Ancient Egypt in our Cultural Heritage?

Etnoantropološki Problemi. 2016;8(3):825-844

 

Journal Homepage

Journal Title: Etnoantropološki Problemi

ISSN: 0353-1589 (Print); 2334-8801 (Online)

Publisher: University of Belgrade

Society/Institution: Department of Ethnology and Anthropology

LCC Subject Category: Geography. Anthropology. Recreation: Anthropology

Country of publisher: Serbia

Language of fulltext: Serbian, French, English

Full-text formats available: PDF, HTML, XML

 

AUTHORS

Vera Vasiljević (Department of Archaeology Faculty of Philosophy University of Belgrade)

EDITORIAL INFORMATION

Double blind peer review

Editorial Board

Instructions for authors

Time From Submission to Publication: 10 weeks

 

Abstract | Full Text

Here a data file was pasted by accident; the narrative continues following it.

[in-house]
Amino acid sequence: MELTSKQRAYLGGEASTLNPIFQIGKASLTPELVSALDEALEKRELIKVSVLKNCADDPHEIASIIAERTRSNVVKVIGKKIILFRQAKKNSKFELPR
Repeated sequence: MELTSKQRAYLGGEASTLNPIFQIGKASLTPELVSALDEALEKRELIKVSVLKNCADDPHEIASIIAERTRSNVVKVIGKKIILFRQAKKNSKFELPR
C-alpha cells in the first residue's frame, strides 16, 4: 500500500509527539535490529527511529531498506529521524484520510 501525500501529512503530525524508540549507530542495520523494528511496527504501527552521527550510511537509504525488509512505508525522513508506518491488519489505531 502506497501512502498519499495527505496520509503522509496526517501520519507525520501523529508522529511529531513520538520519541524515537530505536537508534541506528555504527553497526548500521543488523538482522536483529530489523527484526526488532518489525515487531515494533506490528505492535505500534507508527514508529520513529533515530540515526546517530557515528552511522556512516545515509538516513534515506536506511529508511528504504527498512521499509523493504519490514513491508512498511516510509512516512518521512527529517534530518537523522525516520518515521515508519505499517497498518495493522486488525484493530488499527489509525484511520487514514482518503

Inspiration derived from ancient Egypt is usually expressed through the Egyptian motifs in arts and popular culture of the 19th and 20th centuries, as well as through the non-scientific interpretations of the culture, very much based upon the Renaissance ones. The number and variety of material and non-material traces of this fascination are most expressed in the countries where, along with the early support for the institutional development of Egyptology, there existed economically potent educated middle classes (Western and Central Europe, USA), but may also be traced elsewhere. The public fascination by ancient Egypt has not ceased by the times of foundation of Egyptology, marked by the decipherment of the hieroglyphic script in 1822. Until the end of the 20th century Egyptologists have rarely dealt with the prelude to their discipline, limiting their interest to the critical approach to ancient sources and to noting the attempts to interpret the hieroglyphic script and the function of pyramids. However, the rising importance of the reception studies in other disciplines raised the interest of Egyptologists for the "fascination of Egypt", thus changing the status of various modes of expressing "Egyptomania" – they have thus become a part of the cultural heritage, registered, documented, preserved and studied. The research of this kind is only beginning in Serbia. The line of inquiry enhances the knowledge of the scope, manifestations and roles of the interest in Egypt, not limited by the national or political borders. On the other hand, the existence of the cultural heritage similar to the wider European view of ancient Egypt – short remarks by Jerotej Račanin, Kandor by Atanasije Stojković, the usage of architectural motifs derived from Egypt, the emergence of small private collections, to mention several early examples – all show that the research into the reception of ancient Egypt may contribute to the knowledge about the history and understanding of the complexity of the cultural life of Serbia.